Brian Rasmussen Brian Rasmussen - 1 year ago 75
Perl Question

Perl on Windows, file associations and I/O redirection

Can someone explain the difference between calling a perl script via file association versus calling the same script explicitly via


Apparently I/O redirection doesn't work very well when the script is called via file association, and I would really like to know why.

E.g. take a look at the Activestate FAQ for Perl on Windows. The
cat file
example works perfectly as long as the script doesn't receive its input via redirection. So

cat file.txt

works as expected, but

whoami |

does not. Not only is the
extension needed, but apparently the output of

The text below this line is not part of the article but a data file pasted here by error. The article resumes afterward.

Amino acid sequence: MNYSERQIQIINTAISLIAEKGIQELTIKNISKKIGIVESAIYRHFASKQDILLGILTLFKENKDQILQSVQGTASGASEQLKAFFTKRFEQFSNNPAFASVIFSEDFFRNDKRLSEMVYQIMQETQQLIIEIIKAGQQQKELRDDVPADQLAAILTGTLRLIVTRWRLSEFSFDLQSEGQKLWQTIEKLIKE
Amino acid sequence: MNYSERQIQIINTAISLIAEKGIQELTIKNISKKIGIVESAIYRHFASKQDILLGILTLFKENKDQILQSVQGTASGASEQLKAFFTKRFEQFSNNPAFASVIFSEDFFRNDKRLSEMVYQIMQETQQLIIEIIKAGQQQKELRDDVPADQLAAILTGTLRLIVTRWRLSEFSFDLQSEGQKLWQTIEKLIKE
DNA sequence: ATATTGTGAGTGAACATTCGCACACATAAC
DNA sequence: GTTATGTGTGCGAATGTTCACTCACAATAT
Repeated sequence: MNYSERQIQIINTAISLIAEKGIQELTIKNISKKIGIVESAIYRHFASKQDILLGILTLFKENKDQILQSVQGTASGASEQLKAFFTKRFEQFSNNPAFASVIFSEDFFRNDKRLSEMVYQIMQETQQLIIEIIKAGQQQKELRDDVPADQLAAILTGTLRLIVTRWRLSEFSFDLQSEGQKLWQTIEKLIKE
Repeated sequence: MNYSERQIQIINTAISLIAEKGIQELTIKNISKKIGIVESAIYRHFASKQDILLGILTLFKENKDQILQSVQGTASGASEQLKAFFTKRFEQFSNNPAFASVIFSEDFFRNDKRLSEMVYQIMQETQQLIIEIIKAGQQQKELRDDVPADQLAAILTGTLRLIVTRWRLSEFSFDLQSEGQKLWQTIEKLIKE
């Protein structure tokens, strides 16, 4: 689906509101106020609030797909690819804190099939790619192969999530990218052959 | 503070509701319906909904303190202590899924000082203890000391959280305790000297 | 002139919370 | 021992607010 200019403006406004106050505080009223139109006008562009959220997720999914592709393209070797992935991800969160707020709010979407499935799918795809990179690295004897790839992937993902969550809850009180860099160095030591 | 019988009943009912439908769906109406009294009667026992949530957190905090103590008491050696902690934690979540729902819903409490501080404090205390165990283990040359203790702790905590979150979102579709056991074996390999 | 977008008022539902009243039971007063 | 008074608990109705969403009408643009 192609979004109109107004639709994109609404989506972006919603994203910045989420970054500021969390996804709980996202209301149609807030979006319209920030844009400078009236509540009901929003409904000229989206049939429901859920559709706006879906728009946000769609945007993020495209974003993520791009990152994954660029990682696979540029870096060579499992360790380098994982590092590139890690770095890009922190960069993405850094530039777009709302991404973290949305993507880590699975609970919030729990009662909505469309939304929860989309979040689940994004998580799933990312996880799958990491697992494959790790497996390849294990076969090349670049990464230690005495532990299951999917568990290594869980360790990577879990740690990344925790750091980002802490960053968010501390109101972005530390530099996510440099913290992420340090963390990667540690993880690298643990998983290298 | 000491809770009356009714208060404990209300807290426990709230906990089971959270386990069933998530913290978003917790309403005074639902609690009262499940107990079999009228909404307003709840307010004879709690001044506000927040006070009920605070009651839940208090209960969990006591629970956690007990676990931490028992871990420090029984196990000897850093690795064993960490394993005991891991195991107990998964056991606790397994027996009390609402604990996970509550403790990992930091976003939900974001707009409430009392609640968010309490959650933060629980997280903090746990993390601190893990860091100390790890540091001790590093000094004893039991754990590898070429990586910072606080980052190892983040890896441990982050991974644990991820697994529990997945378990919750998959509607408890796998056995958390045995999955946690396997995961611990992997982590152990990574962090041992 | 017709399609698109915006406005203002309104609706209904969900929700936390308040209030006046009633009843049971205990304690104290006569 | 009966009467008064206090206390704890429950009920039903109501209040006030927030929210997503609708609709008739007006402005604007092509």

isn't piped into the script. The script is run (which can be verified by modifying the example
script), but for some reason it doesn't receive the output of
as input.

However, if I call the script like this:

whoami | perl

everything works as expected.

So apparently there is an important difference between running the script via file association and explicitly calling
with the script.

The FAQ mentions the problem and points out that using
to generate a bat file cover for the script fixes the problem, but I don't understand why this is necessary.

Please enlighten me.

Answer Source

It looks like it was a known bug in Windows 2000: STDIN/STDOUT Redirection May Not Work If Started from a File Association.

I get the same behaviour you describe with Strawberry Perl on WinXP, however once I created the registry entry described in the above article (even though the reg entry is targetted at Win2K), stdin works as expected.

Edit: I ought to add that even though the KB article claims it was fixed in XP SP1, I've got XP SP3 installed. So whether MS have broken this, or never fixed it completely, I can't say!

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